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Rare fossil offers clues to past
September 18, 2003 - A new, rare fossil of a prehistoric sea creature with
eyes like "twin towers" sheds light on how it lived more than 395 million
years ago, says a University of Alberta researcher.
Dr. Brian Chatterton, one of the world's leading experts on trilobites and
a professor in the U of A Faculty of Science, reports on the discovery of
the only known complete specimen of a particular trilobite in this week's
edition of Science.
Chatterton was recently contacted by Richard Fortey of the Natural History
Museum in London after a commercial dealer offered the specimen--phacopoid
trilobite Erbenochile--for sale. Fortey turned to Chatterton to learn
exactly what and how rare the specimen was. They soon discovered that its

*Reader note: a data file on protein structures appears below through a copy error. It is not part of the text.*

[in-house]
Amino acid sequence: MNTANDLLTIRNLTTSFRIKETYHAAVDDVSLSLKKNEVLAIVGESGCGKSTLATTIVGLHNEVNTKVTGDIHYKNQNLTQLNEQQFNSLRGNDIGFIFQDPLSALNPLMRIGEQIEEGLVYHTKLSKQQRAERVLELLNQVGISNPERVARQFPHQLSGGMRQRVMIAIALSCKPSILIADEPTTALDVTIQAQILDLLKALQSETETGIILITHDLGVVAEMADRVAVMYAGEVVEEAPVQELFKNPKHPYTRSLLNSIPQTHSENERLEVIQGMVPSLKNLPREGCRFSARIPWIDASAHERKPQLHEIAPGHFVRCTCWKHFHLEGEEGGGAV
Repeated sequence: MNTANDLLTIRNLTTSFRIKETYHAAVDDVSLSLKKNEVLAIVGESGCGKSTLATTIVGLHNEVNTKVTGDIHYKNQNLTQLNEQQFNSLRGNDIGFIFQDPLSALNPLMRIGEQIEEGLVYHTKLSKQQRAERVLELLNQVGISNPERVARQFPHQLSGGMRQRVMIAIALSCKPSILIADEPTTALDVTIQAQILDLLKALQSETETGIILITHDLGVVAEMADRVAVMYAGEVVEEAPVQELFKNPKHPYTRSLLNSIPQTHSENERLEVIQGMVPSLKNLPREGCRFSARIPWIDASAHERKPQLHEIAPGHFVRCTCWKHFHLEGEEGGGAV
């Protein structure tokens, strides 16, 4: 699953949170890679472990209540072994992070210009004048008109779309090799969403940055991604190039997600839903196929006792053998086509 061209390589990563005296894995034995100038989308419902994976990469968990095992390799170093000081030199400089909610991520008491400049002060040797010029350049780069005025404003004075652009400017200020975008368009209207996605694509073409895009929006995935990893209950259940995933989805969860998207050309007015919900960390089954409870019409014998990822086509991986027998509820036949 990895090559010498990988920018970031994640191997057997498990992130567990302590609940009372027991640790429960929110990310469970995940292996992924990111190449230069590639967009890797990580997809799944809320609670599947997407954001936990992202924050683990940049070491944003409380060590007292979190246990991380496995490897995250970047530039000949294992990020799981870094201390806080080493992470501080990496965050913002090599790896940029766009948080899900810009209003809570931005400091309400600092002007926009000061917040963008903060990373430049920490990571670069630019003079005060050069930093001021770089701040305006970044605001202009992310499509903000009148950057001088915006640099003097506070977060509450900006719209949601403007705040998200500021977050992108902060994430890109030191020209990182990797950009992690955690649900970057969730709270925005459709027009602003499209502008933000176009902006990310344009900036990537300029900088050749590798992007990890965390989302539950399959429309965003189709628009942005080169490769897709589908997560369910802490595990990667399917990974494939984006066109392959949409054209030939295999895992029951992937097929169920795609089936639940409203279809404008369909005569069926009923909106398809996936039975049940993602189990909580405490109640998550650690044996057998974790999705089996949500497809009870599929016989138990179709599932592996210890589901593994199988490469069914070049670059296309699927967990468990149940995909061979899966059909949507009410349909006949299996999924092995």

several exaggerated and unique features made it of "more than normal
interest" to paleontologists.
Unlike other trilobites, this specimen has eyes that stand up like twin
towers or have extensions of their palpebral lobes that stretch outward
above the eye.
"These lobes would have acted like a lens shade on a camera or a baseball
hat brim on humans. They prevented unwanted light from entering the lenses
that would otherwise bounce around and cause a fuzziness in the image seen
by the trilobite animal," said Chatterton. "These trilobites lived at a
time--395 million years ago--when large predatory fishes capable of
crushing shelled animals were becoming common for the first time, and
perhaps acute vision allowed these trilobites to escape or hide from being
Despite some suggestion that the species was nocturnal, this finding
provides evidence that the trilobite may have been most active during
daylight hours. Distinct and unusual features such as these seldom appear
in evolution as random occurrences without offering some practical use,